Keeping the Hymns Close By

Sweet Hour of Prayer

Author – William W. Walford, 1772 – 1850
Composer – William B. Bradbury, 1816 – 1868
Published in 1845

Praying always with all prayer and supplication in the Spirit and watching thereunto will all perseverance and supplication for all saints.
Ephesians 6:18

William B. Bradbury

“Sweet Hour of Prayer” is a hymn reminding Christians of the importance of daily communion with God. The text is thought to have been written in 1842 by William W. Walford, a blind lay preacher and owner of a small trinket shop in the village of Coleshill, Warwickshire, England. The traditional account associated with the origin of this hymn, is that one day a Coleshill minister, Thomas Salmon, (1800 – 1854), stopped at Walford’s shop for a visit with his friend. Walford had just completed a new poem about prayer and is said to have requested Salmon to notate it for him. Three years later, Salmon came to America and showed this poem to the editor of the New York Observer. He asked the Observer to publish these words “if you think them worthy of preservation.” The newspaper agreed and the poem was published in the September 13, 1845 issue.

The tune, “Sweet Hour,” was composed for this text by the noted American composer of early gospel music, William Bradbury, in 1861. This was the year that the text and Bradbury’s tune first appeared together in a hymnal collection, the Golden Chain. The prayer poem was soon sung around the world.

William B. Bradbury has contributed the music to many of our gospel hymns still widely sung today. These include “The Solid Rock”, (May 2015 Hymn of the Month), “He Leadeth Me”, (March 2019 Hymn) “Jesus Loves Me”, (February 2020) and “Just As I Am.” (October 2016 Hymn).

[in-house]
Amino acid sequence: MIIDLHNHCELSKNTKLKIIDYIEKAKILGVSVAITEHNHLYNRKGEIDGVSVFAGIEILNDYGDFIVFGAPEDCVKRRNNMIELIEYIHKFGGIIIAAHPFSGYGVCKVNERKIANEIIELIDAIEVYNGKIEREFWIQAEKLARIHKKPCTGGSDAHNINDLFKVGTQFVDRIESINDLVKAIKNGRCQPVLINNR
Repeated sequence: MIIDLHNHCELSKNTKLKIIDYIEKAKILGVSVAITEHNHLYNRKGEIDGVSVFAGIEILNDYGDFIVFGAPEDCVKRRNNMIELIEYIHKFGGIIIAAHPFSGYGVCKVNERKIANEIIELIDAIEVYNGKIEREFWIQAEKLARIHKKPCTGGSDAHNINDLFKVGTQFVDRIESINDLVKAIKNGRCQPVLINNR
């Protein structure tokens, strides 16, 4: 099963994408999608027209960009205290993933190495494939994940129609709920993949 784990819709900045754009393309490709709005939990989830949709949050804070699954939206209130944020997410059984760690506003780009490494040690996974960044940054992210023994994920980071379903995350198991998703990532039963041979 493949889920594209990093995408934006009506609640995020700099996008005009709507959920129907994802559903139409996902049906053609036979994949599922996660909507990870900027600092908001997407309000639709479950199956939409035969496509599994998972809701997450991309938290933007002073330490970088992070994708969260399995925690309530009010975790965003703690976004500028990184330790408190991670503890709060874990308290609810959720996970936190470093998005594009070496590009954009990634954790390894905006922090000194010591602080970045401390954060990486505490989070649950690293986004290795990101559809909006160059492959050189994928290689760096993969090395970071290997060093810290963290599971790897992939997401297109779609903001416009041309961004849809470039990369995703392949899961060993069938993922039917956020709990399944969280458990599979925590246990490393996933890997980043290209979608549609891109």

In recent years there has been uncertainty raised about the authorship of this text. William Reynolds in his book Hymns of Our Faith, 1964, has done considerable research and has been unable to establish with certainty that a blind William Walford ever lived in Coleshill, England at the time when this text was written. Reynolds believes that the real author was a Rev, William Walford, a minister, who was president of the Homerton Academy in England and the author of several books, including one titled The Manner of Prayer. The text of this book has many similarities to the hymn’s text. Mr. Reynolds suggests that it is possible that the William Walford of Coleshill and the Rev. Walford of Homerton could be one and the same individual. Regardless of the identity of the author of this text, “Sweet Hour of Prayer” has been greatly used of God for many years to challenge believers with this basic truth –whenever we spend time in communion with God, it becomes a sweet and meaningful hour in our lives.

Taken from 101 More Hymn Stories Copyright © 1985, 2013 by Kenneth W. Osbeck. Published by Kregel Publications, Grand Rapids, MI. Used by permission. All rights reserved.